Some businesses grow like weeds—fast, unsustainable growth that affords them a small window of peak performance before the inescapable decline begins all too soon. Cape Cod Winery is akin to the vines to which they tend. An enterprise slowly building a sturdy root system that allows it to survive the dales that are inevitable within the business and growing cycles, methodically increasing their output in a controlled and sustainable manner. Erika and Peter Orlandella continue to expand their space and offerings. An extended outdoor tasting area under a pergola is the project for 2018, and building a storage facility on-site is on the board for next year. Their vision spans the next several years, and at every step of the way we’re invited to stop by, relax and have a taste of the good life.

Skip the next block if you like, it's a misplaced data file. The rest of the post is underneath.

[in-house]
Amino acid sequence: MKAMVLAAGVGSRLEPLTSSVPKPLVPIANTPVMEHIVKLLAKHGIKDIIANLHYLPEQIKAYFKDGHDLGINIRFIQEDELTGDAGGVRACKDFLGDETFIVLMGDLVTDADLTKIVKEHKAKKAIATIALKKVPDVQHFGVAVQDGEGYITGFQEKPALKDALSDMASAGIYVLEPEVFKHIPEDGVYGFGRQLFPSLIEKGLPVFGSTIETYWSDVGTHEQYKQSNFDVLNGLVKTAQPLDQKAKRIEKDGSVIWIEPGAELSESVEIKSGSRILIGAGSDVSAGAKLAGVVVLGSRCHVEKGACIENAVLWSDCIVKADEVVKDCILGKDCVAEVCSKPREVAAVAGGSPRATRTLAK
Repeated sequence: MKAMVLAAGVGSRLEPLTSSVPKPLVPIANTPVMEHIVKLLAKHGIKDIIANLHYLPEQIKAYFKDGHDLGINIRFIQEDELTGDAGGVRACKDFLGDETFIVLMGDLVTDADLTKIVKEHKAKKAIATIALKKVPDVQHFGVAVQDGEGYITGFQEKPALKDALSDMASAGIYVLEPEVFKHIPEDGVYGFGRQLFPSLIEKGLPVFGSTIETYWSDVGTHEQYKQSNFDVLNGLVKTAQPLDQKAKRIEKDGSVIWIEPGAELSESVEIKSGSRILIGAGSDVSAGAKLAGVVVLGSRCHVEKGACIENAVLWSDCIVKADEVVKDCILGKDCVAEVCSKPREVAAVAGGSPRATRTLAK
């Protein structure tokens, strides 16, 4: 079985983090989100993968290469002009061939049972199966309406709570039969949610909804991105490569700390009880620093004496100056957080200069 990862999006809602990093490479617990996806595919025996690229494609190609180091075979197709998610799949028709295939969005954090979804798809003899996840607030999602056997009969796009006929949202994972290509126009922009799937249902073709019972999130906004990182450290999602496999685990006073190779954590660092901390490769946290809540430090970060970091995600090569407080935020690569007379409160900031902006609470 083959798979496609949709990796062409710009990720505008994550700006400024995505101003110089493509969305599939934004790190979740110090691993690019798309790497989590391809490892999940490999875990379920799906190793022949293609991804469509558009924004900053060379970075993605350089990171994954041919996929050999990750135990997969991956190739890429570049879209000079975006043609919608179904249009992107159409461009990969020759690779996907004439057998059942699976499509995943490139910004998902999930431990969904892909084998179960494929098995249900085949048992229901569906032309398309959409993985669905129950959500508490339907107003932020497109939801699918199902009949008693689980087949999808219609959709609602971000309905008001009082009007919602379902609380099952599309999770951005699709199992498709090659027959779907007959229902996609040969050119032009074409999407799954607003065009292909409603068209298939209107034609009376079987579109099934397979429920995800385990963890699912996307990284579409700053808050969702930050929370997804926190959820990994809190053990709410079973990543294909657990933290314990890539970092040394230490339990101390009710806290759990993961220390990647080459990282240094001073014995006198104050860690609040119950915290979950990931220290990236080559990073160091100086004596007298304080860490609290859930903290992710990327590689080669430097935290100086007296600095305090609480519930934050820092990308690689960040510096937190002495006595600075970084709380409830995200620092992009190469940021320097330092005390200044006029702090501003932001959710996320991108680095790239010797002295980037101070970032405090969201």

Cape Cod Winery
4 Oxbow Road, East Falmouth
508-457-5592 / capecodwinery.com
Spring/Summer Tasting Schedule
May: Weekends only
Memorial Day through June: Thursday-Sunday
July/August: 7 days a week